I show up, and sometimes we work on his math, sometimes his writing. Usually, we end up talking about what life was like on the streets, him looking to get high, getting into fights, being angry at his mom for getting high, and dad – not showing up, not being in his life.

One day, I met with him and his teachers, talking about his grades and his work. The conversation shifted, and we talked about his depression, his suicidal thoughts, his fear of getting out and not making it. There was a lot of compassion in the room, a lot of caring, a lot of concern.

We weren’t giving up on him, and I could see him taking all that in, feeding his soul.

Today, he’s back talking about just wanting to be numb. It’s familiar talk, and probably all that he’s known most of his life, a familiar way of dealing with the world.

He and I, we are trying to change that, to look at some positives, to work on some tasks and succeed, to change the theme in his life.

I’m seeing progress, at least a willingness to keep working on the good stuff.

Perhaps that’s enough, at least for today.

I’ll be back, and I’ll keep cheering him on, believing in him, seeing him as something more than someone who just wants to be numb.

 

–Neal Lemery 3/1/17

 

My Ticket To Prison


 

 

It was my ticket to prison. Following the guard’s direction from the loudspeaker, I pushed the ticket machine button. “128” was printed on what looked like a raffle ticket for a drawing.

“Drive to the top of the parking lot, park and then wait with the others until your number is called,” the faceless stern voice commanded.

I soon found myself with the other visitors. We huddled together in the early morning icy wind. After the two-hour drive, it felt good to stand up, but the wind made me yearn for the shelter of the gatehouse down the hill. It was surrounded by coils of ribbon wire, overshadowed by the guard tower with the black, one way glass.

One lady kindly asked me if this was my first time here.

She told me the routine, what to expect, adding that it was a cold, heartless place to visit.

She and her mother had been coming to see her son for several years now, and it was always a hard thing to do.

“We’re his only connection to the world, to family,” she said.

“It’s the only thing we can do for him, coming here every week,” she said.

Her voice dropped and she looked away. I could see a tear in her eye.

“Numbers 120 to 130,” the voice crackled over the loudspeaker.

We moved hurriedly down the hill into the gatehouse. Paper money was changed into dollar coins for the vending machines, and people took off their jewelry, shoes and belts, and handed their driver’s licenses to the guards.

When my turn came, I identified who I was seeing and then set off the metal detector.

“Glasses, too.”

As directed, I moved, blindly, sideways through the metal detector, satisfying the stern faced guard glaring at me.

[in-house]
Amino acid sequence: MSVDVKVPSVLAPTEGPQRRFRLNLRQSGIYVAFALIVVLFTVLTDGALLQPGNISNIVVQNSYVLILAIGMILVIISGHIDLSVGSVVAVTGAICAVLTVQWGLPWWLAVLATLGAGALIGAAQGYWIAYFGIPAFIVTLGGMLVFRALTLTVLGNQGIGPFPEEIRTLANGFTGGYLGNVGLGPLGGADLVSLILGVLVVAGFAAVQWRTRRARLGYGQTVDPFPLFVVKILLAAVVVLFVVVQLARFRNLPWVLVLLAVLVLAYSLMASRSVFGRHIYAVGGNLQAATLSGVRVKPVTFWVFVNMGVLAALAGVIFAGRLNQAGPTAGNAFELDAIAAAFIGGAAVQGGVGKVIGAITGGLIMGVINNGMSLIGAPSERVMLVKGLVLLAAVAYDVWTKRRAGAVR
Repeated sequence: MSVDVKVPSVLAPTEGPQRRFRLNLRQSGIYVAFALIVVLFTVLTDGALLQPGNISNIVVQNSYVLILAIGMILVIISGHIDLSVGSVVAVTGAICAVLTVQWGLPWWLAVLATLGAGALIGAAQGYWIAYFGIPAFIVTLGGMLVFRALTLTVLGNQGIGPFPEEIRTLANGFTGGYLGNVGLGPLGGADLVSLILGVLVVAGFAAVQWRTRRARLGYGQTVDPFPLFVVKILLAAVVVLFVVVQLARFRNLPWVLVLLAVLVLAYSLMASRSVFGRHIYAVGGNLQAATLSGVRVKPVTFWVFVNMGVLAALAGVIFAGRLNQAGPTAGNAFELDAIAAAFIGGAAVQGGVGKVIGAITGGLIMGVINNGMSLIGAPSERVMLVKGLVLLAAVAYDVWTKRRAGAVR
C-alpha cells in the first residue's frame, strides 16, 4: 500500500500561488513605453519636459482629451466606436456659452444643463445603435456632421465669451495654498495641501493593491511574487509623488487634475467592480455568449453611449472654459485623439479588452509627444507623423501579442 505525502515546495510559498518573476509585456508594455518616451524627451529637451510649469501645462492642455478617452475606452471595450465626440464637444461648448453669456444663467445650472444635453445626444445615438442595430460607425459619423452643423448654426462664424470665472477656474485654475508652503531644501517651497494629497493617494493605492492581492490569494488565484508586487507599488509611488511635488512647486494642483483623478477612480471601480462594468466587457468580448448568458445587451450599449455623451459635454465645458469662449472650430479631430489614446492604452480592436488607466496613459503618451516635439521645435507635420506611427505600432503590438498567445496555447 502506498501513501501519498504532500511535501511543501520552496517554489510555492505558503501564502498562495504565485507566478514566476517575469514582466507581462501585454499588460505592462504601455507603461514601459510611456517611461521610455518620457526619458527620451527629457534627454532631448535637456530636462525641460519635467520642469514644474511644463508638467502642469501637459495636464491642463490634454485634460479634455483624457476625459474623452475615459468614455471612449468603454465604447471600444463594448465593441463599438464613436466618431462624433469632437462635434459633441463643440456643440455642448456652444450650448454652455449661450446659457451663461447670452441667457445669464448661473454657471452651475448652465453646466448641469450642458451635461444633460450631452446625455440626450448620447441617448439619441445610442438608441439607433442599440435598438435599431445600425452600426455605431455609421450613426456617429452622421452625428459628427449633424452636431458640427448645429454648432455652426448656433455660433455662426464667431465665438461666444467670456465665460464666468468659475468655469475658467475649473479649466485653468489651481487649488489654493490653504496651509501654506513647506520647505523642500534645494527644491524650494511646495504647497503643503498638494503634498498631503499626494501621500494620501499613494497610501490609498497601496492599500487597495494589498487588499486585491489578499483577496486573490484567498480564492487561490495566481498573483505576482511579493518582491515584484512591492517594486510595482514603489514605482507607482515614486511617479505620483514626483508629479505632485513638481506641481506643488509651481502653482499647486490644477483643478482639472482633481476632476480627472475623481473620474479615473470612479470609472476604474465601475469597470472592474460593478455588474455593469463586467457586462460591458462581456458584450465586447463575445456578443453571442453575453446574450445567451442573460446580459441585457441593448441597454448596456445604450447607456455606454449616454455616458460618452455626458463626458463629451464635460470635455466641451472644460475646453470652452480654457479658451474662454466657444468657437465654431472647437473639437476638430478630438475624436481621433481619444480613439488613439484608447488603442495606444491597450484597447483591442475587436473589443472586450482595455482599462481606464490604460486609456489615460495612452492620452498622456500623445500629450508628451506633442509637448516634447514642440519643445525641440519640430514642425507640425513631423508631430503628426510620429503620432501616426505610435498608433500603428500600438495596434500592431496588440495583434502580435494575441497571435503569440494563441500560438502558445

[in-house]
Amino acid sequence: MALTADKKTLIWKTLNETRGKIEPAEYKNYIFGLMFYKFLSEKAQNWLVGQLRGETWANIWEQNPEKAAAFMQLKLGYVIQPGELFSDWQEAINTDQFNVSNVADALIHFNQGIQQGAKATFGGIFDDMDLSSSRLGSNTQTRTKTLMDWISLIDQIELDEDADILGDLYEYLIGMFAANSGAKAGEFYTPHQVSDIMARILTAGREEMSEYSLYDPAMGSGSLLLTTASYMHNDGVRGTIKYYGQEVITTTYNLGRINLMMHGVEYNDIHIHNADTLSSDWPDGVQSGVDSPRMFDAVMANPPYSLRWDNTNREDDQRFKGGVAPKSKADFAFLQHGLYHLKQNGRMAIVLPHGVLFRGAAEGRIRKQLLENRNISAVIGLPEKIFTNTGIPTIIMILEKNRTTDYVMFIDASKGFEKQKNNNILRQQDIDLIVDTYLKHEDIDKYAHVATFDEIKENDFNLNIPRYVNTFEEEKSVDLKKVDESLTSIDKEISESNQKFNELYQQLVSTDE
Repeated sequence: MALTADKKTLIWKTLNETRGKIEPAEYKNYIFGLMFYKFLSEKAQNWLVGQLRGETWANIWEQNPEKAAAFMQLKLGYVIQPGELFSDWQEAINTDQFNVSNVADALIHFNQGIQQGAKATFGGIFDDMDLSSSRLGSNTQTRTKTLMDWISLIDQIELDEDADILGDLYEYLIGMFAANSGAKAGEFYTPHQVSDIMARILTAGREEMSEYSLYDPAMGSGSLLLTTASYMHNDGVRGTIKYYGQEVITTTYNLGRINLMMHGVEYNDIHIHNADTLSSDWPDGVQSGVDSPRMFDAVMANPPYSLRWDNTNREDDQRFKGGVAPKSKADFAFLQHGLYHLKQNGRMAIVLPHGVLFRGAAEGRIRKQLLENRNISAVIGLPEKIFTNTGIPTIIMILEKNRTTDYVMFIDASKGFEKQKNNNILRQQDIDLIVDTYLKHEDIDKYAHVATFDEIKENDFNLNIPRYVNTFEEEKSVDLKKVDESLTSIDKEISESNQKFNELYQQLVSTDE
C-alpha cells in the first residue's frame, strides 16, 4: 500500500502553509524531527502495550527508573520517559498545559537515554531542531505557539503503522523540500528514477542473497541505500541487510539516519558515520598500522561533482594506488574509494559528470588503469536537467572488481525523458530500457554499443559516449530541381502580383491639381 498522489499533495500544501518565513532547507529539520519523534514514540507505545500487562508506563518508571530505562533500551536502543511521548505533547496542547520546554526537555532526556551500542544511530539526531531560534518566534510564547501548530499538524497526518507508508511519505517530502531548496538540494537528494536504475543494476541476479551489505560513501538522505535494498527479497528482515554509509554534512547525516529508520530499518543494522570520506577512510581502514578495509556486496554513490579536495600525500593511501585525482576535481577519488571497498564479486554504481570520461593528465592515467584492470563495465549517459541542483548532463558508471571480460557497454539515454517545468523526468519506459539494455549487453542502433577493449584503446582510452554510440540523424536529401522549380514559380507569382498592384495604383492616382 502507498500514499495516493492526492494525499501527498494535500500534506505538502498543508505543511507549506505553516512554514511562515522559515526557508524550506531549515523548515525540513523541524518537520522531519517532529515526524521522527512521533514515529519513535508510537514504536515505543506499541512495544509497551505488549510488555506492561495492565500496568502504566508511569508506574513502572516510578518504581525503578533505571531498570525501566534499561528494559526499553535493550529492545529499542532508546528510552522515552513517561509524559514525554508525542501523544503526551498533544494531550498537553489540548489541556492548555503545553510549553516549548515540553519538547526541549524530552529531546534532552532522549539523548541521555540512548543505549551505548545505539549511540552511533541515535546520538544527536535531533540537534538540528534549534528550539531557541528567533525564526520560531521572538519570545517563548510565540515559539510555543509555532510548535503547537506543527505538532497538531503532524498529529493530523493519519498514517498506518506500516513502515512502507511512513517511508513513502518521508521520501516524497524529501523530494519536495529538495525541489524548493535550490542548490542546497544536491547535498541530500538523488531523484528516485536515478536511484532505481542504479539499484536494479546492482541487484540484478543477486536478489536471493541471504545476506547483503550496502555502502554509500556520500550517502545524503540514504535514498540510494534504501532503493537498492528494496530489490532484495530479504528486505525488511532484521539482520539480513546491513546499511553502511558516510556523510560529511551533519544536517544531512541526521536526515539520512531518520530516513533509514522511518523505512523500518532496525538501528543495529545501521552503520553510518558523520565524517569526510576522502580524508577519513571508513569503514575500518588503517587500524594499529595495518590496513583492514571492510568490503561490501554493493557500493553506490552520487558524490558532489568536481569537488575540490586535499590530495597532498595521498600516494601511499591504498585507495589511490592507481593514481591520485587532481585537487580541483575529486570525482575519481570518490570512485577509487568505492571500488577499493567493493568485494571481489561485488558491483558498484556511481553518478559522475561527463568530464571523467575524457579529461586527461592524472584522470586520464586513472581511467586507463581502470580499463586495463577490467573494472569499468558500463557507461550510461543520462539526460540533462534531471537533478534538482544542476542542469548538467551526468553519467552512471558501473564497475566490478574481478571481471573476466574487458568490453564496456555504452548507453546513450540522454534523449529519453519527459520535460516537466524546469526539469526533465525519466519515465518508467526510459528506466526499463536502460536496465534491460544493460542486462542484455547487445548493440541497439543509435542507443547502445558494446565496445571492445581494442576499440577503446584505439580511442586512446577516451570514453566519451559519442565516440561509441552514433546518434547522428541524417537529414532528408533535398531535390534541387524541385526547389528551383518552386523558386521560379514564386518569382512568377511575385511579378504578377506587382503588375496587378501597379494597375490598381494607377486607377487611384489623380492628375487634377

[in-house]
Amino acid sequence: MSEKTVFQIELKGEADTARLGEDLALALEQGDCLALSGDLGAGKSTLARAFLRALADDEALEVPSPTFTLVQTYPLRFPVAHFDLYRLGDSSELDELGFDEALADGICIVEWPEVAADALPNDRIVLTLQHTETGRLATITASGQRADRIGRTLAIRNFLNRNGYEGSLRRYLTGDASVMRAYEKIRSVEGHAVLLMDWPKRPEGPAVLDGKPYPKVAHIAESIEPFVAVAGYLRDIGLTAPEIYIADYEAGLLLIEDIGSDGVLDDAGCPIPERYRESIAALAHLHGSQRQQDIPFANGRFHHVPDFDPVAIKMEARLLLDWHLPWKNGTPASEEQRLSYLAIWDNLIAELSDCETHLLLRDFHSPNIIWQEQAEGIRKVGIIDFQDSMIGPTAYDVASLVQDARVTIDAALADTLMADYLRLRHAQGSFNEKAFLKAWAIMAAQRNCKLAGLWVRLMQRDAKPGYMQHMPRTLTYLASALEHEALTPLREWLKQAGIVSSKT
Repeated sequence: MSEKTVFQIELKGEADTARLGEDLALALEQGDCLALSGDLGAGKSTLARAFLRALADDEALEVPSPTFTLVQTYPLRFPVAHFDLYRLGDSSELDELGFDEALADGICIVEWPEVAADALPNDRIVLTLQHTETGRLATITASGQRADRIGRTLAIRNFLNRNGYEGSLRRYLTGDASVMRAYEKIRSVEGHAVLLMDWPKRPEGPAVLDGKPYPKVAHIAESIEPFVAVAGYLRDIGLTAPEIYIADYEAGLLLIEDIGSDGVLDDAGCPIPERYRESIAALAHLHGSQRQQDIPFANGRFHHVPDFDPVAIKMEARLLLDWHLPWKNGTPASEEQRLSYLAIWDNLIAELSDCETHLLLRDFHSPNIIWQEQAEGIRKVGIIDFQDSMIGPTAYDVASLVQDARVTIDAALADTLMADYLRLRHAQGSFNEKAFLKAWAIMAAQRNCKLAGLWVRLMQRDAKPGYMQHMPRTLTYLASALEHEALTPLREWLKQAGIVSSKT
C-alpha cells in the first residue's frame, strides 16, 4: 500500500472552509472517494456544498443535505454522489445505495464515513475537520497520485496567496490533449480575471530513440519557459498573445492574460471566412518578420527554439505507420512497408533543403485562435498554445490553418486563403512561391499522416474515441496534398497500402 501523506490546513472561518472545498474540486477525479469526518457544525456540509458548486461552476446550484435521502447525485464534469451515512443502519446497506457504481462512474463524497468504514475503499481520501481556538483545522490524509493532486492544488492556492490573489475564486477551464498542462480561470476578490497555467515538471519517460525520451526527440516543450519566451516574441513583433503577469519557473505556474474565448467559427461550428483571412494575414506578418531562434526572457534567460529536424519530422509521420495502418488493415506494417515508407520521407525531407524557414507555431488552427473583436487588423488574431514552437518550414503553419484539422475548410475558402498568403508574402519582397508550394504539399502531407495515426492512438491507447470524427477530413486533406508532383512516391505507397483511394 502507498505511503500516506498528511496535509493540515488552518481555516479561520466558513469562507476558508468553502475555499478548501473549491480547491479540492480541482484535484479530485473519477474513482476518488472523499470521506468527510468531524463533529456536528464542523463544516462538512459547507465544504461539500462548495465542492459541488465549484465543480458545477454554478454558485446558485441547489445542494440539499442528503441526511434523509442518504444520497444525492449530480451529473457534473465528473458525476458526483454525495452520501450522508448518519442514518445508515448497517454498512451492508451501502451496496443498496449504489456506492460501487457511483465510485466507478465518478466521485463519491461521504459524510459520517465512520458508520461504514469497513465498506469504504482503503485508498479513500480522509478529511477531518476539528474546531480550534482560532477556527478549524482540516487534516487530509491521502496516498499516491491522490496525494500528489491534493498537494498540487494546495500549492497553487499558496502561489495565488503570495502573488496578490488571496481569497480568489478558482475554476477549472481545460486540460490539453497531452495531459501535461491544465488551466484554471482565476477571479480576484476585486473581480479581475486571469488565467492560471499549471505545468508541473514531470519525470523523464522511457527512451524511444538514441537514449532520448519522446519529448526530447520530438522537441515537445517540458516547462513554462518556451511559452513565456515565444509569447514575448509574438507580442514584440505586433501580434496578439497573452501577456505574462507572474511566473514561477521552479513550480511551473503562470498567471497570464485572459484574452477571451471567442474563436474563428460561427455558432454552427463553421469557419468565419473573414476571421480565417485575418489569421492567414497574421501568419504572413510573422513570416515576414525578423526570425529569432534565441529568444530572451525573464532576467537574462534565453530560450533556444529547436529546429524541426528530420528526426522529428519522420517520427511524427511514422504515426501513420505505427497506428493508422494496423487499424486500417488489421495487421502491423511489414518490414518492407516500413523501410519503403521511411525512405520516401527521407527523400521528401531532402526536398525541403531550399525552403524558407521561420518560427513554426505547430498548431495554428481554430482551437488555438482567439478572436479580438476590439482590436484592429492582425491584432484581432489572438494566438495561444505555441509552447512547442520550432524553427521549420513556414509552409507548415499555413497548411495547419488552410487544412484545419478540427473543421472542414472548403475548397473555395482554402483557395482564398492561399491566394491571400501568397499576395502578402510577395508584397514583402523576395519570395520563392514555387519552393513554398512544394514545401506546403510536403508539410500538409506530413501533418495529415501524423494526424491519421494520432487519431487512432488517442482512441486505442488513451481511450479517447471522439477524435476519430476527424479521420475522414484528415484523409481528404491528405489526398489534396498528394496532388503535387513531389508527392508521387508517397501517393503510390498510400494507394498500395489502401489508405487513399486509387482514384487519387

We all had the back of our right hand stamped, with invisible ink. When we left, a guard shined an ultraviolet light on our hands, making sure we weren’t inmates, that we hadn’t switched places and were organizing a great escape.

I reassembled myself and sat on a wooden bench with some of my cohorts, waiting for our turn to walk in small groups through another steel door and across the yard to the visitors’ building.

Once inside, I was directed to several rows of plastic chairs and low tables, more appropriate for a fourth grade classroom than a prison visiting room. There were a few vending machines on one wall, offering chips, sodas, and coffee.

The room was dimly lit with a few florescent bulbs and small barred windows near the ceiling. The dark cement floor sucked up what little light came through the windows.

A large modern painting of a tree leaned against a gray wall, near a large chair on a platform, where a guard sat, staring out over the assemblage of visitors.

There was nothing else in the room that resembled life on the outside, and I wondered if the painting hadn’t been hung yet, simply because it was so out of place here.

We were grandmothers and aunts, a few girlfriends, two guys who might be brothers of inmates, and a lawyer.   He looked out of place, in his three piece suit and large three ring binder. He paced and looked at his watch, anxious to get on with the rest of his day and finish up his business with his client.

The rest of us had our prison visit clothes on. The rules said no blue jeans, no blue shirts or jackets. Blue is the color of inmates here, and the prison wanted a clear distinction.

We waited, and waited some more.

A few inmates came in, embracing their loved ones and then sitting on the opposite side of the small tables.

We waited some more, and I saw the kindly mother and grandmother look at their watches and the big clock on the wall.